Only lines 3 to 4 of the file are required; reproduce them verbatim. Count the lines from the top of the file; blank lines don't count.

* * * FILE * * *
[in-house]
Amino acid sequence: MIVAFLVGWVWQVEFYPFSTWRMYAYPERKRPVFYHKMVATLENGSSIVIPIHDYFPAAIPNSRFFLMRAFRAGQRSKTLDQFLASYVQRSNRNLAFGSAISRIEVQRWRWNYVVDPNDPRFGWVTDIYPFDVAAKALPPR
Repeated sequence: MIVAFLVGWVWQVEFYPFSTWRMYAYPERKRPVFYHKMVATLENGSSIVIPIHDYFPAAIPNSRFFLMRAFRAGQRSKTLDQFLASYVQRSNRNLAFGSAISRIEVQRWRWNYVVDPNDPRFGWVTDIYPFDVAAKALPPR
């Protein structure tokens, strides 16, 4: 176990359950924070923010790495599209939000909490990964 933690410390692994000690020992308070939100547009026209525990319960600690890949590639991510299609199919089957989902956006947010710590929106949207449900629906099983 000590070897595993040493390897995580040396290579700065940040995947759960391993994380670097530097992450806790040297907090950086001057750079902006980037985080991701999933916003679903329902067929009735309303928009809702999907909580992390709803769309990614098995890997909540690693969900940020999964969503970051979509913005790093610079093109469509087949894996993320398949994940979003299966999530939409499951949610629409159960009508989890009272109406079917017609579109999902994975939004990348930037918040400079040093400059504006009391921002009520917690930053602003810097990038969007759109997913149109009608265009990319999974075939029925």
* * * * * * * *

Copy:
Repeated sequence: MIVAFLVGWVWQVEFYPFSTWRMYAYPERKRPVFYHKMVATLENGSSIVIPIHDYFPAAIPNSRFFLMRAFRAGQRSKTLDQFLASYVQRSNRNLAFGSAISRIEVQRWRWNYVVDPNDPRFGWVTDIYPFDVAAKALPPR
């Protein structure tokens, strides 16, 4: 176990359950924070923010790495599209939000909490990964 933690410390692994000690020992308070939100547009026209525990319960600690890949590639991510299609199919089957989902956006947010710590929106949207449900629906099983 000590070897595993040493390897995580040396290579700065940040995947759960391993994380670097530097992450806790040297907090950086001057750079902006980037985080991701999933916003679903329902067929009735309303928009809702999907909580992390709803769309990614098995890997909540690693969900940020999964969503970051979509913005790093610079093109469509087949894996993320398949994940979003299966999530939409499951949610629409159960009508989890009272109406079917017609579109999902994975939004990348930037918040400079040093400059504006009391921002009520917690930053602003810097990038969007759109997913149109009608265009990319999974075939029925």